Map of hepatitis C strains should help eradication efforts

31 July 2014

An estimated 185 million people are infected with the hepatitis C virus (HCV) worldwide. A significant number of those who become infected will go on to develop liver cirrhosis or liver cancer, and up to 500,000 people die each year from liver diseases related to the virus.

Hepatitis C can be cured, and a number of new, dramatically more affordable drug therapies with minimal side effects are set to become available over the next decade. With efforts to create a vaccine also showing promise, the prospect of eradicating the disease is now within sight.

However, the virus has six common strains, or genotypes, which respond differently to different treatments and vaccines. Knowing which strains are common in which areas is essential for planning eradication campaigns.

In a paper published today in Hepatology, researchers from the Oxford Martin School, University of Oxford and Imperial College London provide the first comprehensive survey of hepatitis C genotypes across the world.

By combining data from over 1,200 studies representing 90 per cent of the global population, the researchers found that while genotype 1 is the most prevalent worldwide, the other genotypes together make up more than half of all hepatitis C cases.

Dr Graham Cooke, a joint senior author of the paper from the Department of Medicine at Imperial College London, said: ''Until now it has been incredibly hard to deliver hepatitis C treatment in regions without a good health infrastructure. New hep C treatments make things much easier but we need to be sure we have the right drugs available, and affordable, depending on which strains of the virus are present in each country. The data in this paper shows us the challenge those drugs need to tackle. We can now work out how to make them affordable.''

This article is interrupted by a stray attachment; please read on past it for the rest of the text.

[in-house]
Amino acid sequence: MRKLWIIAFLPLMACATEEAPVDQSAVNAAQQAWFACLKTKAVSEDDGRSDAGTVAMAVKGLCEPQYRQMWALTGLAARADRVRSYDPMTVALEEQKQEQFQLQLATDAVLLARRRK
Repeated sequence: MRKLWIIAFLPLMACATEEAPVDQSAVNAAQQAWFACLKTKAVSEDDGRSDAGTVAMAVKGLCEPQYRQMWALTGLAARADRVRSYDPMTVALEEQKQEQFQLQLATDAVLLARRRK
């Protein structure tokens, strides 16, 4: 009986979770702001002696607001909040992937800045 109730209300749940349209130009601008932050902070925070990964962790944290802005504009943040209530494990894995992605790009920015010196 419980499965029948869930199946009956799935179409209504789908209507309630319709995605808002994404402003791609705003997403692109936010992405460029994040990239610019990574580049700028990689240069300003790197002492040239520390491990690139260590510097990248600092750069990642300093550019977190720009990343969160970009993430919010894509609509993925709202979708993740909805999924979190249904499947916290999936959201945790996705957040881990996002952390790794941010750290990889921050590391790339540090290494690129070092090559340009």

Professor Oliver Pybus, of the Oxford Martin School's Institute for Emerging Infections, says, ''This is a very exciting era in the treatment of hepatitis C, with a raft of new drug treatments in development. Our work shows where some genotypes are common and where they're rarer. It's extremely important for eradication and vaccine programmes to have access to this information.''

The researchers produced a map showing which strains ofhepatitis C were most prevalent in different regions.  
Dr Ellie Barnes, a Principal Investigator at the Institute for Emerging Infections, added: ''As a world we should be thinking about how we can eradicate this virus. There are new drugs and vaccines in late stage development. But you've got to know where the different genotypes are in order to tackle hepatitis C in the most cost-effective way.''

In a recent article in Science, Dr Cooke and Dr Andrew Hill of the University of Liverpool argue that new hepatitis C drugs should be priced affordably in the same way that HIV treatment was made available to millions.

"If we can learn from the lessons of HIV/AIDS, mass production of generics can save millions of lives," they wrote. "This has been an inspiring medical success story which need not stand alone but can be repeated, even more rapidly, for hepatitis C."

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